Give it back to the manufacturer

Electronics manufacturers are actually legally obligated to take back old electronic items. Try calling the manufacturer of your appliance and figure out how you can get it back to them – many would provide you with a pre-labelled box or envelope to send it back to them, with postage fully paid in advance.   


How to Pack Dishes

If you want to learn how to pack up dishes before moving, it probably means that you’re about to immerse yourself in the preparations for a house move. It’s commonly accepted that packing is the major challenge homeowners face when moving – it can be incredibly time consuming, to the point of it being common advice to double the amount of time you estimate it will take to complete any task. If you’ve read any of our other blog posts, it should be clear that advance planning is an essential for a pleasant move. So it will absolutely assist you greatly to know that dishes aren’t an impossible item to move – you might think that it’s a given that a few of your dishes will be broken, but it’s not a necessity. There’s a proven technique of safely shipping and packing dishes that you can utilize for maximum productivity.


Here’s what you’ll need:

Sturdy cardboard boxes

It’s always better to be safe – it won’t add much work for you, and it pretty much guarantees that your dishes will be transported safely. Try investing in some double layered, corrugated cardboard boxes (known as dish boxes) that are specifically manufactured to keep dishes intact during transportation.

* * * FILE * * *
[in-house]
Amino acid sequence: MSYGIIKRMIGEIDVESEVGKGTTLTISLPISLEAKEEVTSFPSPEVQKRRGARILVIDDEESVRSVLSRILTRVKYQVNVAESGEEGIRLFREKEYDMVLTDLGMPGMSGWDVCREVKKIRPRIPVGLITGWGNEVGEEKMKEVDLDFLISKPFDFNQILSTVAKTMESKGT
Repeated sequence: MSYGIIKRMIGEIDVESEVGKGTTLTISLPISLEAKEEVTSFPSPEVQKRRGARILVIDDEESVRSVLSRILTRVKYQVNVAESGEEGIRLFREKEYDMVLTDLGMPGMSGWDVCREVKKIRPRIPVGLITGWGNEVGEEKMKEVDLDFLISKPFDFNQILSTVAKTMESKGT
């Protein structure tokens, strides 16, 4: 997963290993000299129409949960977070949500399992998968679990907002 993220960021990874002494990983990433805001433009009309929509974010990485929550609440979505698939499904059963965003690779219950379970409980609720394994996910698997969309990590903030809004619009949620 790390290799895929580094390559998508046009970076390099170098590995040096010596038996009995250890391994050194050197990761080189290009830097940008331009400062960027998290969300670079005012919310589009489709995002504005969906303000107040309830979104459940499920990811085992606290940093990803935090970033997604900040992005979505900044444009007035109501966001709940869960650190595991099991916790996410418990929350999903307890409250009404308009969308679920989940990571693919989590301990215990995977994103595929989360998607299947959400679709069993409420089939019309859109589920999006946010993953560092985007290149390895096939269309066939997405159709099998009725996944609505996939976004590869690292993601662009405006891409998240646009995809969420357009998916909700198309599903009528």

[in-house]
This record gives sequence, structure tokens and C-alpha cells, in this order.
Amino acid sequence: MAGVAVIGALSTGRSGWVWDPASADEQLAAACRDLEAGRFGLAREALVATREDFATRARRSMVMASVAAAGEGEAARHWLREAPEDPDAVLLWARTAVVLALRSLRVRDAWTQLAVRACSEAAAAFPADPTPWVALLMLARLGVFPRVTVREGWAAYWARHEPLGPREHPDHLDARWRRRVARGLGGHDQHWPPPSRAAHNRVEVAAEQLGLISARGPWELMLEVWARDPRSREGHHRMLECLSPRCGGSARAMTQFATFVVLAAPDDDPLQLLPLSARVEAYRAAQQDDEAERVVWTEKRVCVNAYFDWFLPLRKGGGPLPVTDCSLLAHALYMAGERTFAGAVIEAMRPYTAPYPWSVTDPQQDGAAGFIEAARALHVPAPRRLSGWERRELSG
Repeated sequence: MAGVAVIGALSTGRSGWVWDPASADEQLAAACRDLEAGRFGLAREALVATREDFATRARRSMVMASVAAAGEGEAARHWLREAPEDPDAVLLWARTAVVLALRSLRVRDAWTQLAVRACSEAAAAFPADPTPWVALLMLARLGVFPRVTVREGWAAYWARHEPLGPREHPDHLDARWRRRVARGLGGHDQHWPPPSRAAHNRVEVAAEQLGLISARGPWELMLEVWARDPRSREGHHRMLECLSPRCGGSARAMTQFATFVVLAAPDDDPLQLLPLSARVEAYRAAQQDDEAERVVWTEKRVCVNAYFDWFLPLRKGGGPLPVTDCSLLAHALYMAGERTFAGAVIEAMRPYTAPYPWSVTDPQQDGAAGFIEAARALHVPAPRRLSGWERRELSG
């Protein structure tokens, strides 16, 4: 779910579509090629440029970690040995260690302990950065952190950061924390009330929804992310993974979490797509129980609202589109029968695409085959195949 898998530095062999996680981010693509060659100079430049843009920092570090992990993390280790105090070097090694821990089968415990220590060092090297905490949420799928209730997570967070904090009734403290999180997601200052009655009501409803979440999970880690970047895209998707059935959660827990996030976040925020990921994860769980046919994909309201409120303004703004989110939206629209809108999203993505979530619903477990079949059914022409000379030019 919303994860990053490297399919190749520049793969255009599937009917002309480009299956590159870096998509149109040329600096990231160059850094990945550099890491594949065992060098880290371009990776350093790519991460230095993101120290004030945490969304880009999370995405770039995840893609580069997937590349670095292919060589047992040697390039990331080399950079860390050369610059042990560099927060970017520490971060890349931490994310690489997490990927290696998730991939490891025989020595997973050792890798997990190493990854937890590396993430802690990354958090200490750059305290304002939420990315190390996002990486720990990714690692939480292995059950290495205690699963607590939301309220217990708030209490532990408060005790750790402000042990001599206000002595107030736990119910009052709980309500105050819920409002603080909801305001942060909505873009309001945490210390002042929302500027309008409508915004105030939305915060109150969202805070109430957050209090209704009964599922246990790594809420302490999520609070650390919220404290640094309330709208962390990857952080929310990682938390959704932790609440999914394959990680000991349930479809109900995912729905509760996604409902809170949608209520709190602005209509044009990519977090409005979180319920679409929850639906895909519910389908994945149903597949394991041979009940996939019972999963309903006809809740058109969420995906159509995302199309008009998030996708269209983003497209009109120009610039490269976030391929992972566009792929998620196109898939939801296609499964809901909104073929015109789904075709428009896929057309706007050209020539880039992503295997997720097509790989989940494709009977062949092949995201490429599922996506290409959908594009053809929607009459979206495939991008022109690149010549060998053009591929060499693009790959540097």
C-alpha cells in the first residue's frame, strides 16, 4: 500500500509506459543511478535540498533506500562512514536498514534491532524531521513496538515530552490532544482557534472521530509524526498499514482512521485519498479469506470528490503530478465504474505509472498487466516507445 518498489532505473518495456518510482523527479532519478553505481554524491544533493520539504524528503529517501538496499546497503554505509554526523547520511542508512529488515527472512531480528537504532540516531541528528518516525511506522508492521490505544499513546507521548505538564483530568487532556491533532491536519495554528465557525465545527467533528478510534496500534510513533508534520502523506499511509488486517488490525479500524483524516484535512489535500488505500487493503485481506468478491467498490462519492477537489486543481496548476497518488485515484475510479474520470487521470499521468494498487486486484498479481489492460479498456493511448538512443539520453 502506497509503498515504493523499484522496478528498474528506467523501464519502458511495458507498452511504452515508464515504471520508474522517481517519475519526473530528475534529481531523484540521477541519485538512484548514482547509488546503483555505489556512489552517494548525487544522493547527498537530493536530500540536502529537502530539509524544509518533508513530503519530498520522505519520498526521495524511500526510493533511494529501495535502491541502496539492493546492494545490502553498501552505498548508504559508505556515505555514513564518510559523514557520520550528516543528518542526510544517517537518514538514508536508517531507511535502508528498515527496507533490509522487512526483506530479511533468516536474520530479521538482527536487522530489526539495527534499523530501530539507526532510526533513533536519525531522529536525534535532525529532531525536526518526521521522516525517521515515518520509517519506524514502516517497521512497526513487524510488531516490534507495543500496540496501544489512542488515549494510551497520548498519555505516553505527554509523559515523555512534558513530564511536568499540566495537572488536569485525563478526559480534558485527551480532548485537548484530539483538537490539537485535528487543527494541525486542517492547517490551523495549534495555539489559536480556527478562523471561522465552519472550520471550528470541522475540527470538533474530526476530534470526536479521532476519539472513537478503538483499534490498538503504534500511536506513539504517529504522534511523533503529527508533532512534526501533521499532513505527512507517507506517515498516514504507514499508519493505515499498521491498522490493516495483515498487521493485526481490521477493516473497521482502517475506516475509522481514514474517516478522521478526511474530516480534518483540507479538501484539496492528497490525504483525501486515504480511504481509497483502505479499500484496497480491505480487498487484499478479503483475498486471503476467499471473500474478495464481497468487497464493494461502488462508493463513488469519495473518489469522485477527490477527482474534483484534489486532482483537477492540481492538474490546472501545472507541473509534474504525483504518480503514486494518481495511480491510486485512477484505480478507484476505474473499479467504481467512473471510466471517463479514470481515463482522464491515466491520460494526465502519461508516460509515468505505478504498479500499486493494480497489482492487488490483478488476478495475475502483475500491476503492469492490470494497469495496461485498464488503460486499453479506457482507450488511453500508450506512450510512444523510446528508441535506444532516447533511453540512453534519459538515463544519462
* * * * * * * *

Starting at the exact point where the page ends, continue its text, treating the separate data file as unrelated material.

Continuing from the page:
Bubble Wrap

Bubble wrap is your dishes’ best friend. Buy as much as you can and use it liberally. Double wrap all plates to prevent even seeing one small chip.


Newspaper and Packing Paper

Be aware that newspapers can possibly leave ink stains on plates -especially if it gets damp. Newspaper is a fantastic addition to packing paper as it’s cheap and functional – but one should always wrap dishes first in soft packing paper, and then for additional support and bolstering protection, wrap it in newspaper.


Guideline for Packing Dishes

  1. Reenforce the bottoms and sides of all the cardboard boxes that you’re using with packing tape – this is just to stay as safe as possible and avoid the possibility of the box breaking under the weight of the stacked dishes.
  2. Pad up the insides of the boxes with crumpled up packing paper or newspaper – this will create an additional layer of insulation that will protect both the sensitive bottom half of the box – as well as some of the sensitive areas of the dishes. If you like, you can also use a thin towel as an effective bottom reinforcement.
  3. Prepare a stack of packing paper (soft is ideal) and make sure it’s at arm’s reach.
  4. Put a fragile dish in the center of a stack, and cover it with a few sheets of packing paper. Diagonally, from one corner to the other, wrap the dish completely by tucking each corner towards the center. Tape if you need it.
  5. Once your stacked and wrapped piles of plates are ready, wrap small bundles of a few stacked plates in a sheet of bubble wrap as extra protection.